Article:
Back in May, I used this space to talk to you about the data breach at the IRS. In the blog, I cautioned you to be careful about giving out personal information. One of the scary aspects of the IRS data breach is that the criminals had access to personal information of individual taxpayers. How could they obtain this information? Read on to find out some simple, unsophisticated ways this can happen and also learn how you can protect your personal information.

Social media accounts

Almost everyone has a social media account such as Facebook, LinkedIn or Twitter. These social media forums allow us to keep in contact with folks we may not see very often. However, criminals can easily obtain a lot of information about you from these accounts. Depending on how much information you put on your account, just about anyone has access to at least the following information:

  • Your name.
  • Where you live.
  • Your birthdate.
  • Where you are from.
  • Who your relatives are.
  • Where you went to school.
  • What you look like.
  • What you family looks like.
  • When you are going on vacation and where.

Now think about the security questions for your bank or other financial institution:

  • Mother’s maiden name.
  • Where you were born.
  • Your high school mascot.

A criminal can easily obtain the answers to your security questions simply from the information you posted on Facebook. For example, if my daughter shows me on her account as her mother and I list my maiden name on my account, the criminal now has the answer to her security question. Likewise, if I list where I am from and my birthdate, the criminal could easily find out where I was born — another security question.

Going further, a criminal could use your personal information to obtain a credit card in your name without your knowledge. In addition, if you post when you are going on vacation and/or post pictures while you are gone, your home is an easy target for burglary.

To protect yourself, only list the very basic information on your social media profile. Before you post any information, ask yourself this question: Would I give this information to a stranger I just met? If the answer is no, you may not want to post it. Set your privacy settings to the highest possible to protect the information you post. Revisit those privacy settings after every program update to make sure your personal information is still protected.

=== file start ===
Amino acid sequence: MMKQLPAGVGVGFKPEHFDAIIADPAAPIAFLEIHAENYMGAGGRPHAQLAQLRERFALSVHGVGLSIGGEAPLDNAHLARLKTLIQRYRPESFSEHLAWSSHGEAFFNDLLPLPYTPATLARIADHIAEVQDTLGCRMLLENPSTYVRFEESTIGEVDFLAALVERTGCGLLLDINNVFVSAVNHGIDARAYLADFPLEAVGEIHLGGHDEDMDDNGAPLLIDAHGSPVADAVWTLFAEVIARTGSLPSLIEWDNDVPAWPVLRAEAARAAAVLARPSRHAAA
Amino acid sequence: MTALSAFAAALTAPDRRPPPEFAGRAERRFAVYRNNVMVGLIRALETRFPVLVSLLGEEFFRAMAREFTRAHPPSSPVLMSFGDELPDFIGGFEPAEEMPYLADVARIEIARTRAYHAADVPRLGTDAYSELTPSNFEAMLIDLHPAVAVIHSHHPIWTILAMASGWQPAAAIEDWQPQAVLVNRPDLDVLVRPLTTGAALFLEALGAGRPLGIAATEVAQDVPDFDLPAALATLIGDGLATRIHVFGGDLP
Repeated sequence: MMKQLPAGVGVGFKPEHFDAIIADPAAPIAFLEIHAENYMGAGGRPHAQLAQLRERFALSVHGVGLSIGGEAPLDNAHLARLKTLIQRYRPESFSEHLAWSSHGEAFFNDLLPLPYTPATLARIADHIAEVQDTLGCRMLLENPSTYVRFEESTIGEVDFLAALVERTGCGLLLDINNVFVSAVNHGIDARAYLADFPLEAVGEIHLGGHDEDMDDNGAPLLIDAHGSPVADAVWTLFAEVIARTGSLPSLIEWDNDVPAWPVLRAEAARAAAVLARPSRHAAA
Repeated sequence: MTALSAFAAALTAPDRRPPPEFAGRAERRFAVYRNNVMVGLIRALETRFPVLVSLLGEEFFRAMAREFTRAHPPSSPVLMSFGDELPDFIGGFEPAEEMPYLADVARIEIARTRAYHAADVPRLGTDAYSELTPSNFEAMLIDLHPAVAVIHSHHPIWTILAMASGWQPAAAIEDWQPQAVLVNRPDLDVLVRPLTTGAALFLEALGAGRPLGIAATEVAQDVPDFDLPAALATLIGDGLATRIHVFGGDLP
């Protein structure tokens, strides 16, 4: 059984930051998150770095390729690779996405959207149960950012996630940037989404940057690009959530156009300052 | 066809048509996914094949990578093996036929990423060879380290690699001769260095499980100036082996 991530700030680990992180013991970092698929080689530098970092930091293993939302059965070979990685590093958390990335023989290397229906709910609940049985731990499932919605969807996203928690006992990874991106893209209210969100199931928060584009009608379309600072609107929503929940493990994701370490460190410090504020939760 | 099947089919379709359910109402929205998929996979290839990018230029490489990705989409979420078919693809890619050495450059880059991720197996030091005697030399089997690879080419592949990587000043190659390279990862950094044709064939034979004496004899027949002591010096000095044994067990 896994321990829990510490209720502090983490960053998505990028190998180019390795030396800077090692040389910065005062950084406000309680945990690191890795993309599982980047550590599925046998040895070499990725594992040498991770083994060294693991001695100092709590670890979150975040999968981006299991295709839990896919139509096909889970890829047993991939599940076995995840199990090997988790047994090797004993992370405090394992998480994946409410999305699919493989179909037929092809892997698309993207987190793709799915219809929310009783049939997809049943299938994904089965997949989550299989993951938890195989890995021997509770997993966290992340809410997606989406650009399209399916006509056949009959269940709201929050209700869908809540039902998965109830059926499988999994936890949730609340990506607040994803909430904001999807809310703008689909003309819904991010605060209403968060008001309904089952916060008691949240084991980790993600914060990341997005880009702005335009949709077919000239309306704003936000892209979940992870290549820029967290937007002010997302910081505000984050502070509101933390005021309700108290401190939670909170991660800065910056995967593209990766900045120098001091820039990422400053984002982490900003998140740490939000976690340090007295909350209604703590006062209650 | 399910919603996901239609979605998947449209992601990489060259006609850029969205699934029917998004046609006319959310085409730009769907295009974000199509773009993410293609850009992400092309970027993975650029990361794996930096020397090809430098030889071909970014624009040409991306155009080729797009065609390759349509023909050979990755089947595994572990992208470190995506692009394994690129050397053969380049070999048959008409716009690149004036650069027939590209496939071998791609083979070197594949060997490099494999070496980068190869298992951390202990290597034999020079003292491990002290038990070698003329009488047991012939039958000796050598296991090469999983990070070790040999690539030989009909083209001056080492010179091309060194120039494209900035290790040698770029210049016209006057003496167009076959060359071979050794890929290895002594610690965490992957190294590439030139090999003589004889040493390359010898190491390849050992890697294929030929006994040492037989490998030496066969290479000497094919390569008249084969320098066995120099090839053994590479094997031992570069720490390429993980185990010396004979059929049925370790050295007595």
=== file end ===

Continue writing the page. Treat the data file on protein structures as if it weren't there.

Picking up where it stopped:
And don’t tell the world when you are on vacation. Wait to post those pictures until you return from your trip.

Your mailbox

Your incoming mail can provide a criminal with a wealth of information — credit card account numbers, retirement account information, and utility bills to name a few. Your outgoing mail could have even more information, particularly if you pay bills by check and put the envelopes in your mailbox with the flag up. There goes your bank account!

For your protection, sign up for electronic statements, especially for your bank and other financial institution accounts and your retirement accounts. Also sign up for automatic payments of all your regular monthly bills. If you must mail a check, deposit the envelope in a post office drop box – don’t put it in your mailbox.

Your trash

Be careful what you throw away. Even unsolicited mail could compromise your financial health. Those credit card offers you toss in the trash could be used to obtain credit in your name. All the criminal would need to do is change the address and you won’t know anything about it. Shred all documents that have any personal information.

The bottom line is, be extra careful with your personal information. Think about who could access the information before you give it away.

Judith Ackland has more than 26 years of experience in accountancy and financial planning, including seventeen years as a CFO of a diverse business. She started Crystal Financial in 2010 to help a wide array of individuals, families, and business owners better understand their finances and how good financial management could help them achieve their goals. Judith has an MA in Professional Accountancy from the University of Nebraska at Lincoln as well as a Certified Public Accountant Certificate and a Certified Financial Planner designation.

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